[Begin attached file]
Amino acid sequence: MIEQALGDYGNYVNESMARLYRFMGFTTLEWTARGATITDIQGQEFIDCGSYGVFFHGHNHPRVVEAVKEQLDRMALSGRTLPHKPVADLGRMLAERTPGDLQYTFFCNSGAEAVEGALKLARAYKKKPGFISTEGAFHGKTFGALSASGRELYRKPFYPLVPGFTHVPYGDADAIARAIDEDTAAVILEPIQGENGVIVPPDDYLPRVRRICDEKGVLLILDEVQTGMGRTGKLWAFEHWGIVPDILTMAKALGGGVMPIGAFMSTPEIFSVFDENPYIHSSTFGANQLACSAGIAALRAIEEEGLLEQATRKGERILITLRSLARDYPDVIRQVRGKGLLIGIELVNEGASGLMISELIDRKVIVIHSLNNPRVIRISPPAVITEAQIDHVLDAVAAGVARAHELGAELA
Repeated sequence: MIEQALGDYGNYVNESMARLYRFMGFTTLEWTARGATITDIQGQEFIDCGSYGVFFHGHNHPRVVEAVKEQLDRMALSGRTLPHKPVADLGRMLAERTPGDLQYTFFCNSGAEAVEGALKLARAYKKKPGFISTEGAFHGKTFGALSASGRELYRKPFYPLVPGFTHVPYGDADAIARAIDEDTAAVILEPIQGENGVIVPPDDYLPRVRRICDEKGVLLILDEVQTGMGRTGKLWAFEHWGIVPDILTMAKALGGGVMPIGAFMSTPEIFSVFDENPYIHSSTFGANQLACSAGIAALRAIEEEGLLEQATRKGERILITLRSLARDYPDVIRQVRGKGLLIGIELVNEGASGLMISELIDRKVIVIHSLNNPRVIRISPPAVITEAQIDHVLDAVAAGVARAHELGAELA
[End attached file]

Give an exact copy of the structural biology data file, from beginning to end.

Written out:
Amino acid sequence: MIEQALGDYGNYVNESMARLYRFMGFTTLEWTARGATITDIQGQEFIDCGSYGVFFHGHNHPRVVEAVKEQLDRMALSGRTLPHKPVADLGRMLAERTPGDLQYTFFCNSGAEAVEGALKLARAYKKKPGFISTEGAFHGKTFGALSASGRELYRKPFYPLVPGFTHVPYGDADAIARAIDEDTAAVILEPIQGENGVIVPPDDYLPRVRRICDEKGVLLILDEVQTGMGRTGKLWAFEHWGIVPDILTMAKALGGGVMPIGAFMSTPEIFSVFDENPYIHSSTFGANQLACSAGIAALRAIEEEGLLEQATRKGERILITLRSLARDYPDVIRQVRGKGLLIGIELVNEGASGLMISELIDRKVIVIHSLNNPRVIRISPPAVITEAQIDHVLDAVAAGVARAHELGAELA
Repeated sequence: MIEQALGDYGNYVNESMARLYRFMGFTTLEWTARGATITDIQGQEFIDCGSYGVFFHGHNHPRVVEAVKEQLDRMALSGRTLPHKPVADLGRMLAERTPGDLQYTFFCNSGAEAVEGALKLARAYKKKPGFISTEGAFHGKTFGALSASGRELYRKPFYPLVPGFTHVPYGDADAIARAIDEDTAAVILEPIQGENGVIVPPDDYLPRVRRICDEKGVLLILDEVQTGMGRTGKLWAFEHWGIVPDILTMAKALGGGVMPIGAFMSTPEIFSVFDENPYIHSSTFGANQLACSAGIAALRAIEEEGLLEQATRKGERILITLRSLARDYPDVIRQVRGKGLLIGIELVNEGASGLMISELIDRKVIVIHSLNNPRVIRISPPAVITEAQIDHVLDAVAAGVARAHELGAELA